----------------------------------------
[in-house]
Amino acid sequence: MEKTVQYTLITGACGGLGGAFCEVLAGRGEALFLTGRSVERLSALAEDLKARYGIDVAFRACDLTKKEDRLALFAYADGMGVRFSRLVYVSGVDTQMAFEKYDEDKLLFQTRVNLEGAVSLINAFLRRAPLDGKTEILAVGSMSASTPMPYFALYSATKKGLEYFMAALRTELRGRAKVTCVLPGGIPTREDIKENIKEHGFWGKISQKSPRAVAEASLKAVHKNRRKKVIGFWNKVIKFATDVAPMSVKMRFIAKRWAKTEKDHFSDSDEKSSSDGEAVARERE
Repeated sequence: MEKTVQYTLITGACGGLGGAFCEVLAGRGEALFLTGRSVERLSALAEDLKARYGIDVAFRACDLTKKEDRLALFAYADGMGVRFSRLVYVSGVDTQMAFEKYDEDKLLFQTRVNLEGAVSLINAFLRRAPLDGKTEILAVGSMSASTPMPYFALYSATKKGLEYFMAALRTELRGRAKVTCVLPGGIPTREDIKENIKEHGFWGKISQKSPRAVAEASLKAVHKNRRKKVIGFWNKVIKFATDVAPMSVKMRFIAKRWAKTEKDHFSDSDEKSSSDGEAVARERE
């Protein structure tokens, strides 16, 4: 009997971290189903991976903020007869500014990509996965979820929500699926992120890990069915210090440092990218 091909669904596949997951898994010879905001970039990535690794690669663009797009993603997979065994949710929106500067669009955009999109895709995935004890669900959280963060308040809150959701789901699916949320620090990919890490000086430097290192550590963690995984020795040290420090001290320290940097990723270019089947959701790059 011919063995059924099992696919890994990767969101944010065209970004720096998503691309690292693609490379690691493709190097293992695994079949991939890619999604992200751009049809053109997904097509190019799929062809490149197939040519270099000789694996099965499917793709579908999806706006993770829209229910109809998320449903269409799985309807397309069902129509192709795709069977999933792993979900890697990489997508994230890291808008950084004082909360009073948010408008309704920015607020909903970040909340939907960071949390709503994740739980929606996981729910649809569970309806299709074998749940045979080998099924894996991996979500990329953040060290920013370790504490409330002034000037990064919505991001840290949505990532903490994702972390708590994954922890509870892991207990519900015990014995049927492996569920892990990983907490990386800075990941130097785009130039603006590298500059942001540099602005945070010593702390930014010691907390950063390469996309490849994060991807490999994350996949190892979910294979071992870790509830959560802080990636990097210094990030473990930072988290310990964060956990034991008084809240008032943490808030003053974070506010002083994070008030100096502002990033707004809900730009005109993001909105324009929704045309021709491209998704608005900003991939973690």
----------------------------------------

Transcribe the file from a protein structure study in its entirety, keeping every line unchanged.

[in-house]
Amino acid sequence: MEKTVQYTLITGACGGLGGAFCEVLAGRGEALFLTGRSVERLSALAEDLKARYGIDVAFRACDLTKKEDRLALFAYADGMGVRFSRLVYVSGVDTQMAFEKYDEDKLLFQTRVNLEGAVSLINAFLRRAPLDGKTEILAVGSMSASTPMPYFALYSATKKGLEYFMAALRTELRGRAKVTCVLPGGIPTREDIKENIKEHGFWGKISQKSPRAVAEASLKAVHKNRRKKVIGFWNKVIKFATDVAPMSVKMRFIAKRWAKTEKDHFSDSDEKSSSDGEAVARERE
Repeated sequence: MEKTVQYTLITGACGGLGGAFCEVLAGRGEALFLTGRSVERLSALAEDLKARYGIDVAFRACDLTKKEDRLALFAYADGMGVRFSRLVYVSGVDTQMAFEKYDEDKLLFQTRVNLEGAVSLINAFLRRAPLDGKTEILAVGSMSASTPMPYFALYSATKKGLEYFMAALRTELRGRAKVTCVLPGGIPTREDIKENIKEHGFWGKISQKSPRAVAEASLKAVHKNRRKKVIGFWNKVIKFATDVAPMSVKMRFIAKRWAKTEKDHFSDSDEKSSSDGEAVARERE
């Protein structure tokens, strides 16, 4: 009997971290189903991976903020007869500014990509996965979820929500699926992120890990069915210090440092990218 091909669904596949997951898994010879905001970039990535690794690669663009797009993603997979065994949710929106500067669009955009999109895709995935004890669900959280963060308040809150959701789901699916949320620090990919890490000086430097290192550590963690995984020795040290420090001290320290940097990723270019089947959701790059 011919063995059924099992696919890994990767969101944010065209970004720096998503691309690292693609490379690691493709190097293992695994079949991939890619999604992200751009049809053109997904097509190019799929062809490149197939040519270099000789694996099965499917793709579908999806706006993770829209229910109809998320449903269409799985309807397309069902129509192709795709069977999933792993979900890697990489997508994230890291808008950084004082909360009073948010408008309704920015607020909903970040909340939907960071949390709503994740739980929606996981729910649809569970309806299709074998749940045979080998099924894996991996979500990329953040060290920013370790504490409330002034000037990064919505991001840290949505990532903490994702972390708590994954922890509870892991207990519900015990014995049927492996569920892990990983907490990386800075990941130097785009130039603006590298500059942001540099602005945070010593702390930014010691907390950063390469996309490849994060991807490999994350996949190892979910294979071992870790509830959560802080990636990097210094990030473990930072988290310990964060956990034991008084809240008032943490808030003053974070506010002083994070008030100096502002990033707004809900730009005109993001909105324009929704045309021709491209998704608005900003991939973690």